The President and the Assassin: McKinley, Terror, and Empire at the Dawn of the American Century

The President and the Assassin: McKinley, Terror, and Empire at the Dawn of the American Century

Scott Miller


A SWEEPING story OF TURN-OF-THE-CENTURY the US AND THE impossible to resist FORCES THAT introduced males jointly ONE FATEFUL DAY
 
In 1901, as the US tallied its earnings from a interval of unparalleled imperial enlargement, an assassin’s bullet shattered the nation’s self assurance. The stunning homicide of President William McKinley threw into stark aid the rising new global order of what may become referred to as the yank Century. The President and the Assassin is the tale of the momentous years major as much as that occasion, and of the very varied paths that introduced jointly of the main compelling figures of the period: President William McKinley and Leon Czolgosz, the anarchist who murdered him.

The males appeared to stay in eerily parallel Americas. McKinley used to be to his contemporaries an enigma, a president whose conflicted emotions approximately imperialism mirrored the country’s personal. lower than its well known Republican commander-in-chief, the U.S. used to be present process an uneasy transition from an easy agrarian society to an commercial powerhouse spreading its effect abroad through strength of palms. Czolgosz was once at the wasting finish of the industrial alterations taking place—a first-generation Polish immigrant and manufacturing unit employee sickened by means of a central authority that appeared targeted exclusively on making the wealthy richer. With a deft narrative hand, journalist Scott Miller chronicles how those males, each one pursuing what he thought of the precise and honorable direction, collided in violence on the 1901 Pan-American Exposition in Buffalo, New York.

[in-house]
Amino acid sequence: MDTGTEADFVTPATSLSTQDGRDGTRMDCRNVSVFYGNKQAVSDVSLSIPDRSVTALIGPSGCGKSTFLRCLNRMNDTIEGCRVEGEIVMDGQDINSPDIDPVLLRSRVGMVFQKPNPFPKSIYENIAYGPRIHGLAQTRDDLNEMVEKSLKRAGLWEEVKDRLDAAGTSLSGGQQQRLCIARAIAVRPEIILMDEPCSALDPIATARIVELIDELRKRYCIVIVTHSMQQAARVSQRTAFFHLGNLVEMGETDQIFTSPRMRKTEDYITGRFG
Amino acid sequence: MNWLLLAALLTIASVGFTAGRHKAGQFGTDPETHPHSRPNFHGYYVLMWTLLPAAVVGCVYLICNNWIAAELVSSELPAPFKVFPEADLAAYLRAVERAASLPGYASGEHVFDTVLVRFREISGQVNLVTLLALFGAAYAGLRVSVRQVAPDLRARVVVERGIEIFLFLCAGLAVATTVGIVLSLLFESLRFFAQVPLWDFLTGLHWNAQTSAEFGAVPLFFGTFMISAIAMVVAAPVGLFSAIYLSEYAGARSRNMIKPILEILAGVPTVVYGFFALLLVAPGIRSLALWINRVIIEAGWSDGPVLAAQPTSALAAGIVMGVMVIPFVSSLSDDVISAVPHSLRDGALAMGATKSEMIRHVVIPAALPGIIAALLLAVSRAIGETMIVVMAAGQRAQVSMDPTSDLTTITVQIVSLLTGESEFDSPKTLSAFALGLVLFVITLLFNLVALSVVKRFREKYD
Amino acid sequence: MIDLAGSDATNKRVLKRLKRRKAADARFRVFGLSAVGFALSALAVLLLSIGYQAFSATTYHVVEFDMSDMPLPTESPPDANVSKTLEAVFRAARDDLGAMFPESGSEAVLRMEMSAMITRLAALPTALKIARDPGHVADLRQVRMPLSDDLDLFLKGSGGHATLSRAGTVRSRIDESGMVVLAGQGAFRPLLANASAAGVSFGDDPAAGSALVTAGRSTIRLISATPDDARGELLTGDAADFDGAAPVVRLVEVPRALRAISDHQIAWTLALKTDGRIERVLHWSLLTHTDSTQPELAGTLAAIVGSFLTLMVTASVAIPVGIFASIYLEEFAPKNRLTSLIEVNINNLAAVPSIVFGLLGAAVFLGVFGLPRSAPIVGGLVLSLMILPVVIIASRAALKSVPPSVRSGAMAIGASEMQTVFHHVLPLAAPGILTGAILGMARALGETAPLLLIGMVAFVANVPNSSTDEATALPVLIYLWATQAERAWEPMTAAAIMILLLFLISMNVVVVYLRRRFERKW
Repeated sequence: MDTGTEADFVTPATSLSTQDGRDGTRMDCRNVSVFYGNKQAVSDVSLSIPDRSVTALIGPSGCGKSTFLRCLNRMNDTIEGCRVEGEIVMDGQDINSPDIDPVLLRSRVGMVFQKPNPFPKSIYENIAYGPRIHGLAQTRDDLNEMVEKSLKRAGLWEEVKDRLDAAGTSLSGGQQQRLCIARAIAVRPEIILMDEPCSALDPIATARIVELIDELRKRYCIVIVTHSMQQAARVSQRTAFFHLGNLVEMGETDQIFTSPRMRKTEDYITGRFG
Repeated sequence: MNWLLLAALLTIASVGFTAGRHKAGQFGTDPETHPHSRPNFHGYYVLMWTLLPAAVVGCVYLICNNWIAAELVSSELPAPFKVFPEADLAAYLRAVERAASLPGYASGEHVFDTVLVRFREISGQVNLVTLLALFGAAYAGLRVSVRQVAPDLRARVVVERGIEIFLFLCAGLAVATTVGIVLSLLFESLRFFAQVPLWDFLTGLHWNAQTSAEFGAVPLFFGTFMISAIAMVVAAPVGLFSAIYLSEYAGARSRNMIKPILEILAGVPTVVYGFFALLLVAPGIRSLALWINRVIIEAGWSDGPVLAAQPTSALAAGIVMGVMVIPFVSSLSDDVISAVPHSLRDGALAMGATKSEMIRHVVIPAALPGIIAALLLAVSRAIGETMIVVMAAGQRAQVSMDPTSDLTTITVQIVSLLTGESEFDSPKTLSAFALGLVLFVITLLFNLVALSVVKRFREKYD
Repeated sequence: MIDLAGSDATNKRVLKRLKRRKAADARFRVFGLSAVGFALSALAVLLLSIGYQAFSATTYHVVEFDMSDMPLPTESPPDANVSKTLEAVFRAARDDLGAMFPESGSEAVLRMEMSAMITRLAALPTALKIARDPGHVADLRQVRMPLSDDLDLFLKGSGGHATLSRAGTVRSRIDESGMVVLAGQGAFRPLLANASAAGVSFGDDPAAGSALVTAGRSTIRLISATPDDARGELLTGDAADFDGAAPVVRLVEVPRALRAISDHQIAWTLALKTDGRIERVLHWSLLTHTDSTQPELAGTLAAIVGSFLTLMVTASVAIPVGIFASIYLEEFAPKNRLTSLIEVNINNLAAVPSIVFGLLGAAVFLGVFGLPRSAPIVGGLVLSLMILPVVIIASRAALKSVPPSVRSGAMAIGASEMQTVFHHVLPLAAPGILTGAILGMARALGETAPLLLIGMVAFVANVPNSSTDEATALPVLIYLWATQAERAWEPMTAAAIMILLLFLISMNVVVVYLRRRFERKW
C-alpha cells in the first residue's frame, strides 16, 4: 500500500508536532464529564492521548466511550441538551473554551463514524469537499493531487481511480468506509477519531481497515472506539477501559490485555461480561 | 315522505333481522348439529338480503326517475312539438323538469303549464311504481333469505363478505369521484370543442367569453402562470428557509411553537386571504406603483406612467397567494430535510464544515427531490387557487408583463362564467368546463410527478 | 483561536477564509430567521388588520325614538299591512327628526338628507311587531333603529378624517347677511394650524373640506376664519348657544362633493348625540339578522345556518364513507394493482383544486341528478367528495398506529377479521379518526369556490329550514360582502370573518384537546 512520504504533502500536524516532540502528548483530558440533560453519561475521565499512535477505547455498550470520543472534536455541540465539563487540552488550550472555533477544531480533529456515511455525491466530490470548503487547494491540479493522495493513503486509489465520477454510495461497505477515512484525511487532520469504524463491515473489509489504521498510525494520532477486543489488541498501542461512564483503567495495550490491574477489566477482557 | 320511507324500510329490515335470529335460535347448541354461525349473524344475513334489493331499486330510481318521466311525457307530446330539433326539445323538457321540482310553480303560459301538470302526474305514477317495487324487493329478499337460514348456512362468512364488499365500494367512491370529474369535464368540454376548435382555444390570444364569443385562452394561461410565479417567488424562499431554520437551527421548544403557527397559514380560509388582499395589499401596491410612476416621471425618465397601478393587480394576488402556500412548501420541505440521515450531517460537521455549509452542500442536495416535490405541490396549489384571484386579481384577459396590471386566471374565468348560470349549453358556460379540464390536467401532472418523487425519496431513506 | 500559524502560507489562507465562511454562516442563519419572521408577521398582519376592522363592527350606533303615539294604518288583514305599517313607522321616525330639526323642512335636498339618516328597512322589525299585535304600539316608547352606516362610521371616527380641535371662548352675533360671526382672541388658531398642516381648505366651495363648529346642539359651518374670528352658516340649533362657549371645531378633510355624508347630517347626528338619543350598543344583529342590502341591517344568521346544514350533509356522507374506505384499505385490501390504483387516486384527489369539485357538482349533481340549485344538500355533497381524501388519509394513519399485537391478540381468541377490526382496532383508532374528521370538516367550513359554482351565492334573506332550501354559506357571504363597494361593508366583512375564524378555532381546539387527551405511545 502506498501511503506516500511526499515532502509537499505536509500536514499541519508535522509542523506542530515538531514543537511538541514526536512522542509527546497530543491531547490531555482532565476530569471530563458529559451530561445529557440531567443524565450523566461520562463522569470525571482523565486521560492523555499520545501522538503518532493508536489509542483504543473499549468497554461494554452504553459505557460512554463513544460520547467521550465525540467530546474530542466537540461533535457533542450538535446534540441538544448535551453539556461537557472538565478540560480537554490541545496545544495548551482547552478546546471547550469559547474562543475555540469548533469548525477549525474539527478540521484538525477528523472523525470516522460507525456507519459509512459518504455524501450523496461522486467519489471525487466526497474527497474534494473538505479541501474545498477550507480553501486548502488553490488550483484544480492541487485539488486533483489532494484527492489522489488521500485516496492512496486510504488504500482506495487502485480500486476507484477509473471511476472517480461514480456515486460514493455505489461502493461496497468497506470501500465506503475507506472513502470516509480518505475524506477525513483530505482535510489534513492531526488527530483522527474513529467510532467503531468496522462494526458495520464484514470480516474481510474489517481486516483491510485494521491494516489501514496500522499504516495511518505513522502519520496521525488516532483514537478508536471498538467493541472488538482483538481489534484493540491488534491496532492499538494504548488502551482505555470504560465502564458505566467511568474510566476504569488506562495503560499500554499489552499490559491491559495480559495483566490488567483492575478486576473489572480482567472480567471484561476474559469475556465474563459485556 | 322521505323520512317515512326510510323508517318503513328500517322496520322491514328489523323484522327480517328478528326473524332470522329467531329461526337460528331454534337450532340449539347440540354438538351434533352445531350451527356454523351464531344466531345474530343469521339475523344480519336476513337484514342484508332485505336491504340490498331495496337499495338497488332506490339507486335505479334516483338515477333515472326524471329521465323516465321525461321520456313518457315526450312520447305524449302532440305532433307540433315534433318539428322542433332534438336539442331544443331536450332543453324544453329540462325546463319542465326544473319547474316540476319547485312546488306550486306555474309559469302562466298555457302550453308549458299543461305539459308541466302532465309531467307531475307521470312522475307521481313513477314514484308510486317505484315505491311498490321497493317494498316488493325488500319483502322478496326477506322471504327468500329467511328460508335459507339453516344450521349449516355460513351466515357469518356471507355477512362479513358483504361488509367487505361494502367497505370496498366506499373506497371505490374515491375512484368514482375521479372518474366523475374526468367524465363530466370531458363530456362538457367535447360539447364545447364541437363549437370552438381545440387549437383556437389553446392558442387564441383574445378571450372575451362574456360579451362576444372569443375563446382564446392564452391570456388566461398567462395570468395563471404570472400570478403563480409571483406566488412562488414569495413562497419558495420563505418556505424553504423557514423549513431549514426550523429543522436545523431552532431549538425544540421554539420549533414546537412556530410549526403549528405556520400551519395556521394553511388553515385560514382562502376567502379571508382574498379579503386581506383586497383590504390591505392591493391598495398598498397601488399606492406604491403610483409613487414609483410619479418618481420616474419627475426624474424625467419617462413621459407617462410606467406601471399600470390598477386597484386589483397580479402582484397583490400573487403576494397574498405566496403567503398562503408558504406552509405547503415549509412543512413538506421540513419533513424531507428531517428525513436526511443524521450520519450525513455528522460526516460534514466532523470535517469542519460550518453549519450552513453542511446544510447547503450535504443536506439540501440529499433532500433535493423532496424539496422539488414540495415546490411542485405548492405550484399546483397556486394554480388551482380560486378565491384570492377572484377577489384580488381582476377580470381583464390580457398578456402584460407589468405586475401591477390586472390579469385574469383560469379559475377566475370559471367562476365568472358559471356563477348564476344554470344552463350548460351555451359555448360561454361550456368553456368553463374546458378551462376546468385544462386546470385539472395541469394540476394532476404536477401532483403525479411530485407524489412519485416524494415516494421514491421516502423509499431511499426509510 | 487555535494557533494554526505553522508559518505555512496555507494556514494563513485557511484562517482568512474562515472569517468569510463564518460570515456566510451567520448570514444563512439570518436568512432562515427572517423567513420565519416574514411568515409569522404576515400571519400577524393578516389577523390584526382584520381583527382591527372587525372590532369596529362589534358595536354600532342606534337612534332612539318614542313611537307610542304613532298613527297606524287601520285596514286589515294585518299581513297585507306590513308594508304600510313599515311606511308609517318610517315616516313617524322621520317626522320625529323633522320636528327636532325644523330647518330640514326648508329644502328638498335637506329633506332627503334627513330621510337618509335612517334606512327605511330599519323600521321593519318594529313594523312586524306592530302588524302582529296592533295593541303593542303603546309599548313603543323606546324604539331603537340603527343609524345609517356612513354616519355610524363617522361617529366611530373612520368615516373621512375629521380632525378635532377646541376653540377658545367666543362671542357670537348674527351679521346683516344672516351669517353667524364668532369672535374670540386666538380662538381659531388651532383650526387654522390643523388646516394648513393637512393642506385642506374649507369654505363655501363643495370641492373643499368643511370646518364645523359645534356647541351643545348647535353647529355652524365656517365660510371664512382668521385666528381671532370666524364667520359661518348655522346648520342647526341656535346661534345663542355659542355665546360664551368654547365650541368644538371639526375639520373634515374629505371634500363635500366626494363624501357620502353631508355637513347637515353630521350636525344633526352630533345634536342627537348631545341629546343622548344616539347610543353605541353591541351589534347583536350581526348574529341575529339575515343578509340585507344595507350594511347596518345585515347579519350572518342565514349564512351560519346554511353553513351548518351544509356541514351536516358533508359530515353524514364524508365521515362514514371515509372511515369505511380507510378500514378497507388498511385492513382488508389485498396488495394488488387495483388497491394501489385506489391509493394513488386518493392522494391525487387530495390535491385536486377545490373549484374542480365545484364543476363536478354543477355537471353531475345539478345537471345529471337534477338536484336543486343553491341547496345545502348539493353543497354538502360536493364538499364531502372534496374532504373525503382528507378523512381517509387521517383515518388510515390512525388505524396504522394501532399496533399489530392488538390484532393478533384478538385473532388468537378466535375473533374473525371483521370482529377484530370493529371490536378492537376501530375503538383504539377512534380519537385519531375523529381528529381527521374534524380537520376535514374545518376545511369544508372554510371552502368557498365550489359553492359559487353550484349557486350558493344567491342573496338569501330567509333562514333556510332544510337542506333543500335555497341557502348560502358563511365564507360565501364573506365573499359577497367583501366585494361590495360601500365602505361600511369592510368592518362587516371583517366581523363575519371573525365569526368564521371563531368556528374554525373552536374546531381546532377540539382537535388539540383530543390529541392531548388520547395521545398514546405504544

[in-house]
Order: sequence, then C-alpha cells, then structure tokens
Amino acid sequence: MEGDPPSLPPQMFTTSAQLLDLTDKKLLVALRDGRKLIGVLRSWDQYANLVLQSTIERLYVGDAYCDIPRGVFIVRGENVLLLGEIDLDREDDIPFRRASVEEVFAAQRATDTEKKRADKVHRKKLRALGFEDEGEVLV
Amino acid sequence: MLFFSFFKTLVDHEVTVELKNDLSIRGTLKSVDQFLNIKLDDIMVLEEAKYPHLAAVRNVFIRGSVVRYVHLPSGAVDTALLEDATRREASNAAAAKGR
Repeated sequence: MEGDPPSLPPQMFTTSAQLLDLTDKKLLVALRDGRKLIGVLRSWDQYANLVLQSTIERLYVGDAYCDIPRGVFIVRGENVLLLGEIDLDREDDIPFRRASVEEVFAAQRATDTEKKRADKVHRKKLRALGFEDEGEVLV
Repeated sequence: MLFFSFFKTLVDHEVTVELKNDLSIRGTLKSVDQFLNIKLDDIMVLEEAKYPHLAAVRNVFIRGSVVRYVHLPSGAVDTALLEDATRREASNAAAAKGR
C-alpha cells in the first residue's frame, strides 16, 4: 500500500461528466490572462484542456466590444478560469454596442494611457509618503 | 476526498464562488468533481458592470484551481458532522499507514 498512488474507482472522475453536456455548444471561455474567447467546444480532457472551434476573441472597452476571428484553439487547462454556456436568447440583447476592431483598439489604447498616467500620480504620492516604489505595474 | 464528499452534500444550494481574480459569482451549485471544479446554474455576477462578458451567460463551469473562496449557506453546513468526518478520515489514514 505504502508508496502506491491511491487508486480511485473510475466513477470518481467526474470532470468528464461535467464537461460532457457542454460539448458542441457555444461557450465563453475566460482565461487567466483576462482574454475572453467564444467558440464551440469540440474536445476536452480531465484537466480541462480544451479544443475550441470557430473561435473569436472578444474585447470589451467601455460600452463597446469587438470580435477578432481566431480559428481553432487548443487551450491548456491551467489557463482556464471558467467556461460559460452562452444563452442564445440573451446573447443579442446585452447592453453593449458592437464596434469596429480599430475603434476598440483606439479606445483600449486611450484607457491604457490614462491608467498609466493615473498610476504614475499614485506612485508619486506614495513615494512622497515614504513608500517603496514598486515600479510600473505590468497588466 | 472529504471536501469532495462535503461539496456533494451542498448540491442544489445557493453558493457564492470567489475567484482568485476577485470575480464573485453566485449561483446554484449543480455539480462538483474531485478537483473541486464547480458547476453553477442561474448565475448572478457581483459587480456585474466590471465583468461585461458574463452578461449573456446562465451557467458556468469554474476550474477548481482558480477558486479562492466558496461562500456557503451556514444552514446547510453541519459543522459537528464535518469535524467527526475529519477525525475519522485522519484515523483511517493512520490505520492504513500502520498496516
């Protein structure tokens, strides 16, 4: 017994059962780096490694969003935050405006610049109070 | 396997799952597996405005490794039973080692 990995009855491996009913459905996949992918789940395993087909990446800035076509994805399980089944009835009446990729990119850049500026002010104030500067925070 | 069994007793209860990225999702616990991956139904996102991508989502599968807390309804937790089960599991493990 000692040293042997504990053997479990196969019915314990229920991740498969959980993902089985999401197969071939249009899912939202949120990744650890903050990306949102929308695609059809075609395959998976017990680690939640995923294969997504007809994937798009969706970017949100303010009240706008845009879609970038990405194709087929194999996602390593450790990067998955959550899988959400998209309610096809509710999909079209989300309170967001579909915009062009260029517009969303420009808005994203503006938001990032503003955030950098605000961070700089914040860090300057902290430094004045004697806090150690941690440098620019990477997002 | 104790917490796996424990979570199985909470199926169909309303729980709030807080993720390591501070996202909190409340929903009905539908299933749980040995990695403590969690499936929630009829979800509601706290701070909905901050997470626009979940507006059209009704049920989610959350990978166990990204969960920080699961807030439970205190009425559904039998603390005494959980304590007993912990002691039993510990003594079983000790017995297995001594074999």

Along the way in which, readers meet a veritable who’s who of turn-of-the-century the United States: John Hay, McKinley’s visionary secretary of nation, whose diplomatic efforts cleared the path for a part century of Western exploitation of China; Emma Goldman, the unconventional anarchist whose incendiary rhetoric encouraged Czolgosz to dare the unthinkable; and Theodore Roosevelt, the vainglorious vice chairman whose 1898 cost up San Juan Hill in Cuba is yet one of the exciting army adventures acknowledged the following.

Rich with relevance to our personal period, The President and the Assassin holds a reflect as much as a desirable interval of upheaval while the titans of grew fats, speculators sought fortune overseas, and determined souls grew to become to terrorism in a useless try and thwart the juggernaut of change.

Praise for The President and the Assassin
 
“[A] panoramic travel de strength . . . Miller has a superb eye, proficient through years of journalism, for telling info and enriching anecdotes.”—The Washington self reliant evaluation of Books
 
“Even with no the intrinsic draw of the 1901 presidential assassination that shapes its pages, Scott Miller’s The President and the murderer [is] soaking up interpreting. . . . What makes the booklet compelling is [that] such a lot of conditions and occasions of the sooner time have parallels in our own.”—The Oregonian
 
“A awesome paintings of heritage, splendidly written.”—Fareed Zakaria, writer of The Post-American World
 
“A actual triumph.”—BookPage
 
“Fast-moving and richly detailed.”—The Buffalo News
 
“[A] compelling read.”—The Boston Globe
 
One of Newsweek’s 10 Must-Read summer time Books

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